kurtster

kurtster Avatar

Location: drifting
Gender: Male


Posted: Feb 1, 2019 - 3:46pm

 ScottFromWyoming wrote:
Dude.
If it's a commodity we're killing ourselves and our environment to extract and refine, then shipping it overseas to countries whose environments aren't scarred by oil production, who really wins?

It's like the California farmers draining the aquifer to grow alfalfa that we then send to China. Who thought that one through?

 
That is the same as cutting down the old growth forest in NorCal and shipping that timber to Japan for their special built timber frame homes.  That timber does not stay here.  I agree with you on that.

The situation in the valley with the farmers draining the aquifer is bad.  That is mostly the result of the diversion of water to protect the Delta Smelt up around Sacto.  California's water situation is a downright mess for so many reasons.  Too many for here.

The key is energy independence.  We are now a major player on the world oil market in the short time that we were told by the previous administration that it was impossible to ever happen.  It is freeing us up as a country to change and reduce our involvement in foreign places and do less harm in compromising us and our standard of living by having to kowtow to foreign entities with the threat of cutting off our oil.  We can start calling our own shots again (and are) without the threat of upsetting those that we used to be dependent on for our oil needs.  We have so much oil that we can affect the world oil price. 

I still have faith that we will move away from petro energy just because its the right thing to do.  Alternatives will come on line and as their costs fall, we will shift to these new sources.  It will happen naturally and without bankrupting ourselves in the process.  Patience and faith is required.  When you stop and think about it, we've been using petroleum as our major energy source for only a 100 years or so, mostly in internal combustion engines.  These engines are being replaced slowly but surely with electric, which still are dependent on petro energy, but the shift is underway.  OTOH, the batteries for these vehicles have their own problems and disposal of them can be a real mess we are not prepared to deal with.  Nothing is easy.  There will always be a mess somewhere.  It's how we go about managing these messes is the real challenge.  NIMBY ?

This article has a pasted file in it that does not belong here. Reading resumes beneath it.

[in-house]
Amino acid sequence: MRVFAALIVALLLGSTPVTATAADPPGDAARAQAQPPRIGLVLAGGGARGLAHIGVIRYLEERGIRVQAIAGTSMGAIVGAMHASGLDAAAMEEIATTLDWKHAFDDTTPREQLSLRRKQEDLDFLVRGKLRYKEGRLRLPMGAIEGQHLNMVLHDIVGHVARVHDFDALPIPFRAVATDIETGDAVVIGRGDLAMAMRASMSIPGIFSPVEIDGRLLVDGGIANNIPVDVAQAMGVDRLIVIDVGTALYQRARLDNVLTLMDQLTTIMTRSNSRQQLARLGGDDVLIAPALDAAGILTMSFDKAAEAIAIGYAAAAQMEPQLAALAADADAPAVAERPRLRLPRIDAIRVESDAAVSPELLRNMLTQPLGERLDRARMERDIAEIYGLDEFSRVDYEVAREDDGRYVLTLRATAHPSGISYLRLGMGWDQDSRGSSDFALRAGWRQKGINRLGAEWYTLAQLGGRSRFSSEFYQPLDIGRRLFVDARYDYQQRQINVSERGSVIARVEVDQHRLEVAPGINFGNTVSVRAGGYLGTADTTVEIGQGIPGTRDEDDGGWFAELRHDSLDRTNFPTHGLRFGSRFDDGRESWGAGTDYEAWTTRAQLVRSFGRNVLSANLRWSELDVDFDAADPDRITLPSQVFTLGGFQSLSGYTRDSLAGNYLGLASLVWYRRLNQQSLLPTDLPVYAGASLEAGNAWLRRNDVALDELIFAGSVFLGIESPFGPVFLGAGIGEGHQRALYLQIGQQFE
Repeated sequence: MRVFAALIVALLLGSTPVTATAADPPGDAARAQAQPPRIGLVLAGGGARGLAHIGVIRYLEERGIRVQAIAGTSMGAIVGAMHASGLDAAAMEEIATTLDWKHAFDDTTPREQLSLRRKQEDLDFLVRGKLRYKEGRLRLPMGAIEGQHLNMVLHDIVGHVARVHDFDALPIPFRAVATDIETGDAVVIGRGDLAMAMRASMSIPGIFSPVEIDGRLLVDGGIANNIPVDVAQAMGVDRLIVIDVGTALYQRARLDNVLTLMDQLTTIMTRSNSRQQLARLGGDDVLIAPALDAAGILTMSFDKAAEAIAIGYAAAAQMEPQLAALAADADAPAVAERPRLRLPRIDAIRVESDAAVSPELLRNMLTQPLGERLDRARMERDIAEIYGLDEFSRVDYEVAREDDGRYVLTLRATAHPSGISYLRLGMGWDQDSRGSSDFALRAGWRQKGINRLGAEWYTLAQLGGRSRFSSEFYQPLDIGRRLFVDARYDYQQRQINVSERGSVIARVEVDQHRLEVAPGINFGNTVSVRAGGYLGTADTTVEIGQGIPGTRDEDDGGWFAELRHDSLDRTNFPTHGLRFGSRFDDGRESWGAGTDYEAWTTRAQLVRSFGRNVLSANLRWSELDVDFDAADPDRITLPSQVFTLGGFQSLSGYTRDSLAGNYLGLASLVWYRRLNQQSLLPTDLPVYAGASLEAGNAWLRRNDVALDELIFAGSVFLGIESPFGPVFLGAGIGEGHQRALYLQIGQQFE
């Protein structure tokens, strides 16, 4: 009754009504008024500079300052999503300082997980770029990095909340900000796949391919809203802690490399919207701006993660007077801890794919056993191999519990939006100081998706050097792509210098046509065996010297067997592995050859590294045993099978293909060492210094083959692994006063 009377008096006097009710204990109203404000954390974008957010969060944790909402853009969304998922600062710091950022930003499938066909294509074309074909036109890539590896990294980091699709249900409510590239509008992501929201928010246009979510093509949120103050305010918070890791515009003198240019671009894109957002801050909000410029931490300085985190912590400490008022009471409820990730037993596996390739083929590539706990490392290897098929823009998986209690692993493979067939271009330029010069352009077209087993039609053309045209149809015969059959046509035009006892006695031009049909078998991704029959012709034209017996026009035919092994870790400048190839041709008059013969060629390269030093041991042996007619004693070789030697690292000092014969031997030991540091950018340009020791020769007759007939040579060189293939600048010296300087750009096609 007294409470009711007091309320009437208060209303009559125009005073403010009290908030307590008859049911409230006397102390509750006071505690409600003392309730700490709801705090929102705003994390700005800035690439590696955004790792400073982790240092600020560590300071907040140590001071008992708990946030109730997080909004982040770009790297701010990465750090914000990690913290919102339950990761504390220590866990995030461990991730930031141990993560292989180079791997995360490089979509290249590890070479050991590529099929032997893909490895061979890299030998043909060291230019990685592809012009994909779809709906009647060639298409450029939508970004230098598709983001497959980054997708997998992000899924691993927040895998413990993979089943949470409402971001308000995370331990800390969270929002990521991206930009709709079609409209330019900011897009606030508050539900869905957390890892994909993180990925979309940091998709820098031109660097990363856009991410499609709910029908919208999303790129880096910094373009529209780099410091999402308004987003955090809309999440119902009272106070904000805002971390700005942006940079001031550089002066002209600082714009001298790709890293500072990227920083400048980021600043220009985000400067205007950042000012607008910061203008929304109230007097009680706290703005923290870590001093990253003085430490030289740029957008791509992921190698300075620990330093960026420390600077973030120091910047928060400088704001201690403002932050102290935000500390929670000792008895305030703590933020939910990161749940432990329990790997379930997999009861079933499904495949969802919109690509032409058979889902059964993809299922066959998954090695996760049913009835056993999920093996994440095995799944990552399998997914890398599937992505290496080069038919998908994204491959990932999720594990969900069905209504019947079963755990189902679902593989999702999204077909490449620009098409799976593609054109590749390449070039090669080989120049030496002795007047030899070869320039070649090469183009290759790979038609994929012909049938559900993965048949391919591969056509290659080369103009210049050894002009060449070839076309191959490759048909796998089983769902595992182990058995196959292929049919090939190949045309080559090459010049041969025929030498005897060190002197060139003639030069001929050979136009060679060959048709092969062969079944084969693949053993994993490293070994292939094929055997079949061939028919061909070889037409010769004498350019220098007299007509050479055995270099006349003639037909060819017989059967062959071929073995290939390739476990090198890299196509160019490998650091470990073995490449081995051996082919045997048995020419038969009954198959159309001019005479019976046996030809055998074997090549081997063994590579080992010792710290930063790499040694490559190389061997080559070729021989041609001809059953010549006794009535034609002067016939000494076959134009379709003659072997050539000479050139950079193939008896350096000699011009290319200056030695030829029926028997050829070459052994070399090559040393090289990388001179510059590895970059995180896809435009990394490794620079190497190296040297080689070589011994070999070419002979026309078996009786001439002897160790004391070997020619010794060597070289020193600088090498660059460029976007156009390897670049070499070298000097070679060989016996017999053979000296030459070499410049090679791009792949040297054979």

westslope

westslope Avatar

Location: BC sage brush steppe


Posted: Feb 1, 2019 - 10:54am



 kurtster wrote:

Dude, that doesn't work anymore. 

We export more oil now that anyone else. 

Peak oil is an example of settled science that was wrong.

Ta'
 
Agreed that Peak Oil theorists have been wrong.  I fully expect global oil production and consumption to continue to steadily grow for the next half a century.

Point of fact:  The USA still imports more oil than it exports though could change in a few years time.   The USA is making a good business of importing oil and exporting refined products.

Trump has made it easier for oil and gas exploration and production companies to flair natural gas so that measure alone will encourage oil production growth.  Apparently the COPD epidemic and carbon emissions in the USA are not a concern.   Neither are boom and bust resource economics.

ScottFromWyoming

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Location: Powell
Gender: Male


Posted: Feb 1, 2019 - 10:02am



 kurtster wrote:

Dude, that doesn't work anymore. 

We export more oil now that anyone else. 

Peak oil is an example of settled science that was wrong.

Ta'
 
Dude.
If it's a commodity we're killing ourselves and our environment to extract and refine, then shipping it overseas to countries whose environments aren't scarred by oil production, who really wins? It's like the California farmers draining the aquifer to grow alfalfa that we then send to China. Who thought that one through?
kurtster

kurtster Avatar

Location: drifting
Gender: Male


Posted: Feb 1, 2019 - 5:04am

 R_P wrote:


 
Dude, that doesn't work anymore. 

We export more oil now that anyone else. 

Peak oil is an example of settled science that was wrong.

Ta'
miamizsun

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Location: (3261.3 Miles SE of RP)
Gender: Male


Posted: Feb 1, 2019 - 4:38am



 R_P wrote:

 

i recognize those costumes

aren't those government employees?

and aren't they just following orders?

as usual, people in charge, with the monopoly on violence are seeking to help with the redistribution of resources?

so sayeth bolton!
R_P

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Posted: Jan 31, 2019 - 8:38pm